Calvinist, John Piper, explains: “God governs the course of history so that, in the long run, His glory will be more fully displayed and His people more fully satisfied than would have been the case in any other world. If we look only at the way things are now in the present era of this fallen world, this is not the best-of-all-possible worlds. But if we look at the whole course of history, from creation to redemption to eternity and beyond, and see the entirety of Gods plan, it is the best-of-all-possible plans and leads to the best-of-all-possible eternities. And therefore this universe (and the events that happen in it from creation into eternity, taken as a whole) is the best-of-all-possible-worlds.” (What does Piper mean when he says he's a seven-point Calvinist?, emphasis mine)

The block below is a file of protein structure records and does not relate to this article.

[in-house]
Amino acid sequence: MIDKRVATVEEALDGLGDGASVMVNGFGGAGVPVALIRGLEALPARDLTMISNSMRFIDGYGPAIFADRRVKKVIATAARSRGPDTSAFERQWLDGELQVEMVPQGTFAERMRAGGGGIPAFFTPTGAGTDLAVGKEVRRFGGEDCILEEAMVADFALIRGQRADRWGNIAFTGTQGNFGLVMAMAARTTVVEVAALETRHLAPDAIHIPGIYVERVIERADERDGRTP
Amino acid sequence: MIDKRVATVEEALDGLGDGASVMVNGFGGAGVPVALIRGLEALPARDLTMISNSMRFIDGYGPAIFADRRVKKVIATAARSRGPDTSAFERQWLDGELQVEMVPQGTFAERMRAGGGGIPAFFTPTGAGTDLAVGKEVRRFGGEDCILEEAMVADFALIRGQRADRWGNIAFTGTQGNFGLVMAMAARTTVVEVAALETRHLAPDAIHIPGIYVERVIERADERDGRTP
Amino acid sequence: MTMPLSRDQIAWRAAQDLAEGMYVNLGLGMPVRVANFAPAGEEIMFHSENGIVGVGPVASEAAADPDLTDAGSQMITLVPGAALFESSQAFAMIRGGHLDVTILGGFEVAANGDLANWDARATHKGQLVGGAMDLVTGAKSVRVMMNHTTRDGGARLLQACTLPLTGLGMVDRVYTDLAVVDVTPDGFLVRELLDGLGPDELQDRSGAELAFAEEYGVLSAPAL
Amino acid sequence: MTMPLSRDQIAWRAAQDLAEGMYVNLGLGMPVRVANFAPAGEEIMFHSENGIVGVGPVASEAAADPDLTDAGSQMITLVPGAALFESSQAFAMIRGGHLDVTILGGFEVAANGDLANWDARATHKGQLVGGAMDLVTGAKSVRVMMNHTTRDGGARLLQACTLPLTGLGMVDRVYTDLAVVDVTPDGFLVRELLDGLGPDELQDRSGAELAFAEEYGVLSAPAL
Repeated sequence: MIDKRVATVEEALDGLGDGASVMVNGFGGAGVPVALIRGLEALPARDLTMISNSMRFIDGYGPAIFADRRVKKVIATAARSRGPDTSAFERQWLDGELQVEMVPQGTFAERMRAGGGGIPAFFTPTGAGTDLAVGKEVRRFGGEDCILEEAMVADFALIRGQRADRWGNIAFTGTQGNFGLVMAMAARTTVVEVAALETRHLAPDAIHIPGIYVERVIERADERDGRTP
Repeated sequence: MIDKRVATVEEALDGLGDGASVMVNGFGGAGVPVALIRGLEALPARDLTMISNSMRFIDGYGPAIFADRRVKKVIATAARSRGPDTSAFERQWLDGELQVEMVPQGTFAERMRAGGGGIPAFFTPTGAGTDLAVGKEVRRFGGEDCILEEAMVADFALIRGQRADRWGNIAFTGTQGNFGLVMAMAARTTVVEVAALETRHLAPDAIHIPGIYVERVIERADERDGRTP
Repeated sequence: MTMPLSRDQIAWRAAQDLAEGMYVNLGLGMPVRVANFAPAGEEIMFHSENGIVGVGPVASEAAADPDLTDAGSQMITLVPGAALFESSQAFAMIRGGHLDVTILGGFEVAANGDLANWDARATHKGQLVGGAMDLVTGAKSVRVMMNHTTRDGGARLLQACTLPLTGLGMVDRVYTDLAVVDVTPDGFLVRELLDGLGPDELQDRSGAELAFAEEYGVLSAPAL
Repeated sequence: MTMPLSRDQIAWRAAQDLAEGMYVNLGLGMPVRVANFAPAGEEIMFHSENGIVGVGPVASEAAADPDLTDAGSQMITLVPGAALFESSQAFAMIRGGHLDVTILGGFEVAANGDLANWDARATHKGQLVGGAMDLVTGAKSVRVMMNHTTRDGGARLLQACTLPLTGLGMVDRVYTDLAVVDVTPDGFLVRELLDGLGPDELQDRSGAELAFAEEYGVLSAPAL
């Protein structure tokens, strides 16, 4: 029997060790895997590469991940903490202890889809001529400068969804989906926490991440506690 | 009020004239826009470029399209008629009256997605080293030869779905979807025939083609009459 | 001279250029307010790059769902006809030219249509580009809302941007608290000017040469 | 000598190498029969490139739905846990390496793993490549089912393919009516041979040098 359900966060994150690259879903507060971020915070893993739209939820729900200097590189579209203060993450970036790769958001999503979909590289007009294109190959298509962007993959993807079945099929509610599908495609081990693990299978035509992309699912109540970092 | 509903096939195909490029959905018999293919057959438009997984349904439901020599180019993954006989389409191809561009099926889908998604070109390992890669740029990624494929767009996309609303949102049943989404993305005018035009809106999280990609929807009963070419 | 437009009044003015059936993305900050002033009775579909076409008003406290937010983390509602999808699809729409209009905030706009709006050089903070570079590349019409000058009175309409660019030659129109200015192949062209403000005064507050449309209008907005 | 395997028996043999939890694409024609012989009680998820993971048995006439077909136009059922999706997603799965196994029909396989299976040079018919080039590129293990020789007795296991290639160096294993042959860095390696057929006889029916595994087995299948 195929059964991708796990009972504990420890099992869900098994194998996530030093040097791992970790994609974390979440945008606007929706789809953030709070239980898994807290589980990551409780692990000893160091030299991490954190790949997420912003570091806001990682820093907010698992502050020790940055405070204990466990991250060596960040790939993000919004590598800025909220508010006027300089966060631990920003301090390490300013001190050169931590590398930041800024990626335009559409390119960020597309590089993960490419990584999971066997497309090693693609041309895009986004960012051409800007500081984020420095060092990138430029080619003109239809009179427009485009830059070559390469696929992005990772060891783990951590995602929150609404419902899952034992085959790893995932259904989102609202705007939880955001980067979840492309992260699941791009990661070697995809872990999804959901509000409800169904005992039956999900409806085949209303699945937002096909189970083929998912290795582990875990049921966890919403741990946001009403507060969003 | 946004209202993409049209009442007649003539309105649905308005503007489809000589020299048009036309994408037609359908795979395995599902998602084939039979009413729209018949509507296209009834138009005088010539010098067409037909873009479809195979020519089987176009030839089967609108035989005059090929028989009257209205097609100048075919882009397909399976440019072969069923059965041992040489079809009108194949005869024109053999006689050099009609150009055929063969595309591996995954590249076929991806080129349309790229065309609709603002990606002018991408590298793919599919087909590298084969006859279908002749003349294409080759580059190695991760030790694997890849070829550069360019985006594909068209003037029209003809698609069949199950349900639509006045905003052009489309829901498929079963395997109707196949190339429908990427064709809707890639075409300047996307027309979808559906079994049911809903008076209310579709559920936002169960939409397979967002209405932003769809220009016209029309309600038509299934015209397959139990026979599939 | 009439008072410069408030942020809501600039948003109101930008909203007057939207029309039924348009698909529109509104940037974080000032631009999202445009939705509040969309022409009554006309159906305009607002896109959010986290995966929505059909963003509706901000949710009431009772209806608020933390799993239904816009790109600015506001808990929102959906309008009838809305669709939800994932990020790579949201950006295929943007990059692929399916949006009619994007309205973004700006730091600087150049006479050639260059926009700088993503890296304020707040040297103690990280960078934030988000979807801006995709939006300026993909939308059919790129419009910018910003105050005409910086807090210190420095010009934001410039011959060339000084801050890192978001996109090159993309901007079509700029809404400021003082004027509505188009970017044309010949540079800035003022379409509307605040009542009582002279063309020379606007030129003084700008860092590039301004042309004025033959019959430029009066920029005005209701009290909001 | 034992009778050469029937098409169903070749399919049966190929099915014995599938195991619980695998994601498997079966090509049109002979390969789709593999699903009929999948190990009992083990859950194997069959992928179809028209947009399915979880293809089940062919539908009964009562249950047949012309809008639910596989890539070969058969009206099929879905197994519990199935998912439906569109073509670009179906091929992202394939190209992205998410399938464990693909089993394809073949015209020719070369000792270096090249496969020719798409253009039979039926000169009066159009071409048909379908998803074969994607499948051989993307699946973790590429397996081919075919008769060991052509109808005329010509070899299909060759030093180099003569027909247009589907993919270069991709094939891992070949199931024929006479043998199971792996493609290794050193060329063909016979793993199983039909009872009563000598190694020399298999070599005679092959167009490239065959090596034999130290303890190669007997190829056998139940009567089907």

Calvinism portrays God as a glory-hound, but I think that that’s more reflective of the devil. The devil is the one who is a glory hound, and sought to be worshipped as God. I think that God has all of the glory that He needs. I think that if God created the universe out of a need for glory, then that would indicate something lacking on His part viz. Aseity issues. I think that God created the universe from a surplus, rather than a deficit, that is, a surplus of love, which had motivated God to want to express that love, such as with a couple wishing to have a child. The parent isn’t looking for glory, but rather, the parent is looking to express and share their love.